If Congress fails to enact financing legislation by the Nov. 17 deadline to keep services and offices running, the federal government might shut down in a couple of weeks. More urgently, President Joe Biden has requested Congress for $105 billion in aid to assist Israel and Ukraine in their battles, as well as to fortify the United States’ border with Mexico. Without action, federal aviation and farming programs will expire.

Many hardliners have been rejecting a leader who voted for McCarthy’s budget deal with Biden earlier this year, which established government spending levels that far-right Republicans disagree with and now seek to reverse. With next month’s fiscal deadline approaching, they are proposing even deeper cuts to government programs and services.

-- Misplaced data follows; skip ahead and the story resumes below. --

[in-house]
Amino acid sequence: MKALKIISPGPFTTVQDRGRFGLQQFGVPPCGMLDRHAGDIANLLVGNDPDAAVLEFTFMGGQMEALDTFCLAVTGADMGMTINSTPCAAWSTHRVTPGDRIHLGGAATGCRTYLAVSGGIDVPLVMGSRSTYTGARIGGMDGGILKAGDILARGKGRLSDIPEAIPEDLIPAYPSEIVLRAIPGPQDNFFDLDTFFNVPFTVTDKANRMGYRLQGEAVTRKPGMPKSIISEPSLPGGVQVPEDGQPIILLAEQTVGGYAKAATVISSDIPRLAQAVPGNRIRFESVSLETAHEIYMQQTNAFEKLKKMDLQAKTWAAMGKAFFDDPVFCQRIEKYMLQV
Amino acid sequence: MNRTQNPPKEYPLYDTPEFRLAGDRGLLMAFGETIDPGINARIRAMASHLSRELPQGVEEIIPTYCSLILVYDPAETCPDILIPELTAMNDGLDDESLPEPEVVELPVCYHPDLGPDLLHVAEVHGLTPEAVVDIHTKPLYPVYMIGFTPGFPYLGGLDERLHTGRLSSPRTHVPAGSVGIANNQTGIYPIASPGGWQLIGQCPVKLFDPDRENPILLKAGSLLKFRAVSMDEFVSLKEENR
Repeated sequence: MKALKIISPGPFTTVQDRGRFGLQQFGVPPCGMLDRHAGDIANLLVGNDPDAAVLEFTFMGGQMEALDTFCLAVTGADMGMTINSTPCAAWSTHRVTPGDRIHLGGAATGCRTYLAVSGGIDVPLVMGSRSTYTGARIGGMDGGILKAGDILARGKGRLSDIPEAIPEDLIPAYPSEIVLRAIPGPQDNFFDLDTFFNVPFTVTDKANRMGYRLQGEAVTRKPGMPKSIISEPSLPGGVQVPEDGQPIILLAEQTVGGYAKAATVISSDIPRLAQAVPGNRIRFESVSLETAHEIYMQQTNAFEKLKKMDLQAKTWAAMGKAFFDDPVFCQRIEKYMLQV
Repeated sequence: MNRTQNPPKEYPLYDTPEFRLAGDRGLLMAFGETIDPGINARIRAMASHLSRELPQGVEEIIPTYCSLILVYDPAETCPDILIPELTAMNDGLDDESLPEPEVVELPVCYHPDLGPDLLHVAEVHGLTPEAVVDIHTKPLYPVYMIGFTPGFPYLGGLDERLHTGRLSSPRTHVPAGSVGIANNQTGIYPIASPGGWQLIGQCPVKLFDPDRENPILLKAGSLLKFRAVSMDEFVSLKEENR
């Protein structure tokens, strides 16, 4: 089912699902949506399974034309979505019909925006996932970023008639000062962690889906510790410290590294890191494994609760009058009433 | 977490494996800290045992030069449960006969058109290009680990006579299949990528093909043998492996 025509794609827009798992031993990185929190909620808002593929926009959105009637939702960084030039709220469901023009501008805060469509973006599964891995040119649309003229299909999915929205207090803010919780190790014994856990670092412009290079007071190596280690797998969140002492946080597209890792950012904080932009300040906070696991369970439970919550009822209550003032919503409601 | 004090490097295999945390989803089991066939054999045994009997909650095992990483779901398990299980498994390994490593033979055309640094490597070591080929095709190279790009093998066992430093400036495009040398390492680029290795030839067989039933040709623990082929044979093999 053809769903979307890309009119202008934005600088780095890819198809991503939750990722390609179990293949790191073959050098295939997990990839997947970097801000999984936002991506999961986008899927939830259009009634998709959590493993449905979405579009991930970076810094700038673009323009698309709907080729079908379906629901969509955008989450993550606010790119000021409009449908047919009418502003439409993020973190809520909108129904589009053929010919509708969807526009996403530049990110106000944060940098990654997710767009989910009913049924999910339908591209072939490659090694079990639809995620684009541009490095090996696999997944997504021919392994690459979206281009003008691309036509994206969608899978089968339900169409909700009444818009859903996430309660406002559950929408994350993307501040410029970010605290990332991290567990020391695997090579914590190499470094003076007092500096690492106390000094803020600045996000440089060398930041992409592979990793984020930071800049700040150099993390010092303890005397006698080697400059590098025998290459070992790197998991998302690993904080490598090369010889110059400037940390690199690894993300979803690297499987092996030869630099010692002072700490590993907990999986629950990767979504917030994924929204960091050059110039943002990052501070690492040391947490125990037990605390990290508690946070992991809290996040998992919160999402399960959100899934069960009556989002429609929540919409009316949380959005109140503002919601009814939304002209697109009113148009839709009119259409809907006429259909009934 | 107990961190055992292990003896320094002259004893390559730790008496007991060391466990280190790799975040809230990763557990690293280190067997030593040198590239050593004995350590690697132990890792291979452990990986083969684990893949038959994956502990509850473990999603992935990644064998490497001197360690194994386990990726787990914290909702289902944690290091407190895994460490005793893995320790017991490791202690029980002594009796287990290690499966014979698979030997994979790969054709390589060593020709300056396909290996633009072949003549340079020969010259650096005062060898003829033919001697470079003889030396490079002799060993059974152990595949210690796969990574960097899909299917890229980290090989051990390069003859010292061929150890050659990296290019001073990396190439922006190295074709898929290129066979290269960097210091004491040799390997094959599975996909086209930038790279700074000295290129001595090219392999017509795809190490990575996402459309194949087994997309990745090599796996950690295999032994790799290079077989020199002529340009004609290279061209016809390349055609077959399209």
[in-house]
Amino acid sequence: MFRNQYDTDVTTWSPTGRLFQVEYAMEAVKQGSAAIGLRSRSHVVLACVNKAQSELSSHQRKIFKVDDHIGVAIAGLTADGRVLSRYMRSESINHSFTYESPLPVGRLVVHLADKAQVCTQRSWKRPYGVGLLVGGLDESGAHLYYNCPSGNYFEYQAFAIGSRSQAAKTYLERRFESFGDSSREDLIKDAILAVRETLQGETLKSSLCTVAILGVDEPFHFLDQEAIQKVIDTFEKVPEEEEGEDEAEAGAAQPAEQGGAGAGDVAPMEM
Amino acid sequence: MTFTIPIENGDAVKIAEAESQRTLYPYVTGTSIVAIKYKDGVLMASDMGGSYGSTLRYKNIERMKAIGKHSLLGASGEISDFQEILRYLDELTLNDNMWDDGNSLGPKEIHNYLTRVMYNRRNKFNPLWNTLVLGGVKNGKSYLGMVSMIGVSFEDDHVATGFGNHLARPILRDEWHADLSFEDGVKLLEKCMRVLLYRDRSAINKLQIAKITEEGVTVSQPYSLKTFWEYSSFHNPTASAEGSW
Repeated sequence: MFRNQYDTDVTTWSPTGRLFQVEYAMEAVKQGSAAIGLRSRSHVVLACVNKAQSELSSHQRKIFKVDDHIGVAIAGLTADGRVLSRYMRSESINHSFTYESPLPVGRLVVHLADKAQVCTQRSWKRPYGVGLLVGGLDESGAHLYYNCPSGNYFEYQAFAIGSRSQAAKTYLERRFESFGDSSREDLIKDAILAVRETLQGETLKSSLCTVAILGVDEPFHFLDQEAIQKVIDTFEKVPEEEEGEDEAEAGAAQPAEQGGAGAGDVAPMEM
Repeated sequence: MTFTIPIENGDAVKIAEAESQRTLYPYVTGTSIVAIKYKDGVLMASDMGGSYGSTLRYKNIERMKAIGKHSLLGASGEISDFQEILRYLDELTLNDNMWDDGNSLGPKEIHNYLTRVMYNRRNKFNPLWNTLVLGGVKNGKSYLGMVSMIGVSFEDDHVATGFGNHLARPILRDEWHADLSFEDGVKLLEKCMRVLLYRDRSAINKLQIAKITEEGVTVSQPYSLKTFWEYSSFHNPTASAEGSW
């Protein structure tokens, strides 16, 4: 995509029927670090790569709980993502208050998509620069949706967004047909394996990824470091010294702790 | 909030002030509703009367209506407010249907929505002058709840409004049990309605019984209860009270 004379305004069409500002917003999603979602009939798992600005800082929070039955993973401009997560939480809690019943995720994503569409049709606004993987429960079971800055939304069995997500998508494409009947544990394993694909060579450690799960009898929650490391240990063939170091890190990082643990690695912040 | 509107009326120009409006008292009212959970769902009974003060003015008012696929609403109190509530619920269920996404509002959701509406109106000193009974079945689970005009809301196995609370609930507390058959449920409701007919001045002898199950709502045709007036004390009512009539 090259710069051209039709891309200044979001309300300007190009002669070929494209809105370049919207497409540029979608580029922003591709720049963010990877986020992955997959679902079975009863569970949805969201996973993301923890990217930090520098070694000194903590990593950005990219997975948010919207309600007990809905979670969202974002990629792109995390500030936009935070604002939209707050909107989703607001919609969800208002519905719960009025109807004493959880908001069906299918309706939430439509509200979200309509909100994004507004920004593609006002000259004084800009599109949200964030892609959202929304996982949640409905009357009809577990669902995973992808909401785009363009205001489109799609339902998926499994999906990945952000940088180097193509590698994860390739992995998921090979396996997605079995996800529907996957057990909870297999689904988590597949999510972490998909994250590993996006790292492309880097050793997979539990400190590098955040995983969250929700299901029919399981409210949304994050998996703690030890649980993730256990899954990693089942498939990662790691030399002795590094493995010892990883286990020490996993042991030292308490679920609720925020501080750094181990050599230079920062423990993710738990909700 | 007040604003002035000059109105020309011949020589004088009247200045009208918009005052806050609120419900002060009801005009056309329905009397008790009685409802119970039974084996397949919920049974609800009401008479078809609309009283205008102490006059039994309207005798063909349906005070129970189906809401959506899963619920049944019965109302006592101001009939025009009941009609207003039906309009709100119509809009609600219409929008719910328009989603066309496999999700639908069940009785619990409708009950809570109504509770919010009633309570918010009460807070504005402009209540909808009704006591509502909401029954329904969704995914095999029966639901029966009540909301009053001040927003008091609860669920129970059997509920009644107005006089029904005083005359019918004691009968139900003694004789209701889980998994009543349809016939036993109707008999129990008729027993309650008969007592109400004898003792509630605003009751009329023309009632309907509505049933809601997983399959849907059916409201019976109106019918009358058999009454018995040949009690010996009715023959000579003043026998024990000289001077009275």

Rep. Marjorie Taylor Greene of Georgia demanded guarantees from the candidates that they would pursue impeachment proceedings against Biden and other key Cabinet officials.

During the chaos, the House is currently governed by a speaker pro tempore, Rep. Patrick McHenry, R-N.C., the chairman of the Financial Services Committee who wears a bow tie. His primary responsibility is to select a more permanent speaker.

Some Republicans — and Democrats — wanted to give McHenry greater authority so he could get on with the job of governing. McHenry, the first person to hold the office formed as an emergency measure in the aftermath of the Sept. 11, 2001, terror attacks, declined to support those overtures. He was also given a standing ovation.


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Source: The Daily Record